Indeed these elections, denied twice to the people in the five-year period, marked the end of a notorious "coalition era" that saw the 205-seat Pratinidhi Sabha try all possible permutations and combinations in search of stability. In all, six governments took office in five years as the nine-year-old democracy went into a tailspin after a 1994 snap poll elected a hung parliament. "Voters have proved the analysts wrong," an elated Narahari Acharya, election spokesman for the Nepali Congress, told Outlook. "After a temporary setback, the party's bounced back to claim its position as Nepal's most enduring political force." It got a good four percentage points more of popular votes than poll predictions. In fact, it pocketed 36.3 per cent of popular votes-close to the '91 figures achieved in the post-Jana Andolan period-mocking claims of voter disenchantment with the party that's been in office for most part of the nine years.
The Congress saw its support base erode in '94, when it finished behind a resurgent Communist Party of Nepal (United Marxist-Leninist) in polls held amidst heavy infighting within. Conversely, it's the cpn(uml) which has seen a split this time. Some analysts argue the party would well have beaten the Congress again, and managed a better showing than its 68 seats, had it gone to polls undivided. The party lost as many as 45 seats to the Congress as its radical breakaway faction cpn(ml) chipped away the Communist votes.
But what hurts them most is their losses to the Congress in some of their impregnable seats, among them Kathmandu and the far eastern Terai district of Jhapa. Two Congress candidates, including former mayor P.L. Singh, won from Kathmandu. "cpn(uml) knows what went wrong. It would have got a comfortable majority had it been undivided," says Shushil Raj Pandey, of Kathmandu's Tribhuvan University. "I don't think the Nepali Congress was voted in for its popularity."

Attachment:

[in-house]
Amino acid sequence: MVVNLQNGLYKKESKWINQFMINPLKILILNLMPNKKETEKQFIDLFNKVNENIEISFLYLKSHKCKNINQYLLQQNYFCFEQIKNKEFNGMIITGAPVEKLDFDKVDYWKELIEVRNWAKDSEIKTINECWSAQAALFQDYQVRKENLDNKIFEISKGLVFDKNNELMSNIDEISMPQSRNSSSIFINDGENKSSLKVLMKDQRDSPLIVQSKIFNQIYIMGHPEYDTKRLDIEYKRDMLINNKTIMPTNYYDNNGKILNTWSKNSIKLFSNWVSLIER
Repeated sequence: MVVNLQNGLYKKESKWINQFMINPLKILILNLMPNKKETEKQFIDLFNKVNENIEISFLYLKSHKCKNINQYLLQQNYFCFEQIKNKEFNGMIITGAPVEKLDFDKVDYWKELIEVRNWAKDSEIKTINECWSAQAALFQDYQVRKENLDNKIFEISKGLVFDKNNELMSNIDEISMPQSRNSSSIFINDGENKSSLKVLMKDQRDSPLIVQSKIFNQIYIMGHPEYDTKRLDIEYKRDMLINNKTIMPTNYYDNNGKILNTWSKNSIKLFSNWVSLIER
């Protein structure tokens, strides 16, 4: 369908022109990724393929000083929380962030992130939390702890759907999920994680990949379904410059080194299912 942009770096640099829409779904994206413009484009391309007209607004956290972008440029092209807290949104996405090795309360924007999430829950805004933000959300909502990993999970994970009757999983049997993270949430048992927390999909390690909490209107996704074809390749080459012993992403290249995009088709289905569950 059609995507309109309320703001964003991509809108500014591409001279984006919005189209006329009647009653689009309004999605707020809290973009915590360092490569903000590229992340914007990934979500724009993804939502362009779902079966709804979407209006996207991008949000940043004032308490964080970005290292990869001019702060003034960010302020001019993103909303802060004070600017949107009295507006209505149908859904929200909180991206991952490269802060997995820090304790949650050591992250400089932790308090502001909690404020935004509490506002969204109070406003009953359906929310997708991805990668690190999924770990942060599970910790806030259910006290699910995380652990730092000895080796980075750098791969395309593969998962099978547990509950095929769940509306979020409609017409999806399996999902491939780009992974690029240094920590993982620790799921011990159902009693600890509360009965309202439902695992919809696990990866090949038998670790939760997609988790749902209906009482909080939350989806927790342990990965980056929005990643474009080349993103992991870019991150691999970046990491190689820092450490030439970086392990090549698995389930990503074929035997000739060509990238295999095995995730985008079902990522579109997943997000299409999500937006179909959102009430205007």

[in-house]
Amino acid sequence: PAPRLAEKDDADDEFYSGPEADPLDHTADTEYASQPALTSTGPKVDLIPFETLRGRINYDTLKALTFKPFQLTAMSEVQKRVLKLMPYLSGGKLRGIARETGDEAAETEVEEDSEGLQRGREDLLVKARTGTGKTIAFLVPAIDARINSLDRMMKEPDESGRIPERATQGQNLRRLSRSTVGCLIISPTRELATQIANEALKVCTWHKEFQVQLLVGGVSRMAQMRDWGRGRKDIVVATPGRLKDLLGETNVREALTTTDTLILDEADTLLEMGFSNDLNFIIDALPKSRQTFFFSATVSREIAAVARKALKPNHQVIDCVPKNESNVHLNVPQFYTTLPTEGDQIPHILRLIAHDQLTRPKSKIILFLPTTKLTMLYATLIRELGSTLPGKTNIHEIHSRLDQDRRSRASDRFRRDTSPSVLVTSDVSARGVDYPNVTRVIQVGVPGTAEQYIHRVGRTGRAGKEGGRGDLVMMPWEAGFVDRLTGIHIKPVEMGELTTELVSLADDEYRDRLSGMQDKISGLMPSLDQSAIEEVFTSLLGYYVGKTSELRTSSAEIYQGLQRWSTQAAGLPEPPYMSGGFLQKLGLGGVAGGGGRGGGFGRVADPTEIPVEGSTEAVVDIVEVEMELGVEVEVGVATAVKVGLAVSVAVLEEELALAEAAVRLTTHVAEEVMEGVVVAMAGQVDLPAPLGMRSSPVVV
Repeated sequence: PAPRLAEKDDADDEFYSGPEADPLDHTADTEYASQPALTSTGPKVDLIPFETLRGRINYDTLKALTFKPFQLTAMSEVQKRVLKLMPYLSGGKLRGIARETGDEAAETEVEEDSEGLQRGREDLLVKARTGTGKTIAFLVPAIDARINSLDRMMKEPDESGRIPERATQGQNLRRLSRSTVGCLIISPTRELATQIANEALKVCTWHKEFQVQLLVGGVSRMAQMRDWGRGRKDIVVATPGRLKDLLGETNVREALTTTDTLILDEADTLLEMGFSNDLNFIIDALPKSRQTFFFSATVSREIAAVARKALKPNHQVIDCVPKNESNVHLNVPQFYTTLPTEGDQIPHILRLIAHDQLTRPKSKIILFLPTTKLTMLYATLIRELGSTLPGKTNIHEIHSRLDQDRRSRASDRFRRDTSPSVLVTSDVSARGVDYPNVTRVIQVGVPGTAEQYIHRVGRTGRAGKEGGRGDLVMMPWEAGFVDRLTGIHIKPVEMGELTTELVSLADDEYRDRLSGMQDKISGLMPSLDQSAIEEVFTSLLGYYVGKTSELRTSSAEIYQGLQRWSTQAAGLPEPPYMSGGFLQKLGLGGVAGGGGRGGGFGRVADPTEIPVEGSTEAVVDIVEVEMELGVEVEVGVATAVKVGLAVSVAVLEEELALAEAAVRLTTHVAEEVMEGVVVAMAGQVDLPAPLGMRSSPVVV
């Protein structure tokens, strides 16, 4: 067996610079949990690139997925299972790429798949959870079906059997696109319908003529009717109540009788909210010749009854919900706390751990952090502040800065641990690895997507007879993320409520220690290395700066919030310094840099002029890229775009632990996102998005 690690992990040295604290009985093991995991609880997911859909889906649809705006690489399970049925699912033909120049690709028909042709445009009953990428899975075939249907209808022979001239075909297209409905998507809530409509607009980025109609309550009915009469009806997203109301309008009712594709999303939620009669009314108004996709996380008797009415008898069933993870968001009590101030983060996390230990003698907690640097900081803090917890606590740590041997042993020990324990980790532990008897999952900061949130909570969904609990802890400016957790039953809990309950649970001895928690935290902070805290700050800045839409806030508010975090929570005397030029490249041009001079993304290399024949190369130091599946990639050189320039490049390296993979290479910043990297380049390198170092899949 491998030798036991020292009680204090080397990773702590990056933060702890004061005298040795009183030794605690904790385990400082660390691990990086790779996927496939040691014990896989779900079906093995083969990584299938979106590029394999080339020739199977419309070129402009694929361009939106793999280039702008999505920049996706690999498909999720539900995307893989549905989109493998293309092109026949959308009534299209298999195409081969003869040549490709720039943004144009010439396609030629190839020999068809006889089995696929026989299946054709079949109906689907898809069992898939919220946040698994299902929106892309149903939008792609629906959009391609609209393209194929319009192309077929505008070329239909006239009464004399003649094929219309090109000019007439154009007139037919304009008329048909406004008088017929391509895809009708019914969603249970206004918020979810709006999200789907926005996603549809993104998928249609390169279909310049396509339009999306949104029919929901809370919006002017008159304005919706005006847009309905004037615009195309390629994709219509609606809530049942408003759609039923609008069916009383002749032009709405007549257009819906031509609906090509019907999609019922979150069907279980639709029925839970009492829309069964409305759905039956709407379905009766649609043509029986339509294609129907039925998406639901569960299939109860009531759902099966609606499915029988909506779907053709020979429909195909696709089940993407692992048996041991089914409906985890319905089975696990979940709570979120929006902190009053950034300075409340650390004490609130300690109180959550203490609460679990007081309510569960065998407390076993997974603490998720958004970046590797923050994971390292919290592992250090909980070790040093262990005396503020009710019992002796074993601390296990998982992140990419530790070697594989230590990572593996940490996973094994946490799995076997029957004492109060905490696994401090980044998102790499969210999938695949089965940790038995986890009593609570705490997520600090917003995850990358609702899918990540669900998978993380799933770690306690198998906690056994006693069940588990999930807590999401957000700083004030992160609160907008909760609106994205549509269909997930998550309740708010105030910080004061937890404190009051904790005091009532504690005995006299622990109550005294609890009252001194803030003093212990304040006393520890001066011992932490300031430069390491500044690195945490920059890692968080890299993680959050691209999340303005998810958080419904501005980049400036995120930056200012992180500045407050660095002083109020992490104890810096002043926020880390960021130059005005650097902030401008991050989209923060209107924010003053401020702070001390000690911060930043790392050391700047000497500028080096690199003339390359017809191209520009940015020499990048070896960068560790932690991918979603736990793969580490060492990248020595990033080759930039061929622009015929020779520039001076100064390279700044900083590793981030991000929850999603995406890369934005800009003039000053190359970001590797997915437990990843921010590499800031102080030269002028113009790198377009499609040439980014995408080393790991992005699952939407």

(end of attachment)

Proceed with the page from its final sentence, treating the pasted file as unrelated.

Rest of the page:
But the biggest surprise was the virtual rout of the newly-formed India-bashing Communist Party of Nepal (Marxist-Leninist), whose 'nationalist card' made no impression on the electorate whatsoever. From 40 seats in the lower House, it has now been reduced to zero.
Political observers think it was the Indo-Nepal Mahakali river treaty that led to discontent and a split last year in the mainstream Communist party. Differences came to a head in the bitter battle that preceded the treaty's ratification. One faction, led by general-secretary Madhav Kumar Nepal, championed "pragmatic politics", urging his comrades to adapt to changing times and discard classic communist dogmas that regard India as a regional hegemon. The other group, led by Gautam, general-secretary of the cpn(ml), stubbornly refused to be drawn into "bilateralism with a hostile neighbour".
"The voters have rejected the cpn(ml) brand of politics," says analyst Sridhar Khatri. But its radical foreign policy pronouncements alone haven't contributed to the party's poor showing. It was also seen to be soft on Maoist insurgents waging a violent anti-establishment people's war.Compounding the problem was the party's poor organisation. Few expected the new party to match its parent party but many believed it enjoyed loyal following in some pockets including Kathmandu where voters have always been wary of India.
"I don't think the voters have rejected us," says Hiranya Shrestha of cpn(ml), who got a rare drubbing in the polls. "We just haven't been able to take our message to the people. We got six lakh (popular) votes this time. We'll get 60 lakh next time," he insists. In its post-poll analysis, the party's dismissed suggestions of abandoning its radical approach but its members privately concede the possibility of reverting to the cpn(uml) fold.
For the moment, Nepalis are more concerned about how the problems of the overtly partisan stance and corruption in high places are tackled. All major parties have their hands stained in blood. "In a way, the coalition era was a blessing," says NC's Acharya. "All parties took office turn by turn and voters saw they all changed colours once in office. No one needs to indulge in such theatrics now." That'll give Nepali lawmakers enough time for a mature debate. The electors, who stunned all analysis to register a 64 per cent turnout, deserve nothing less.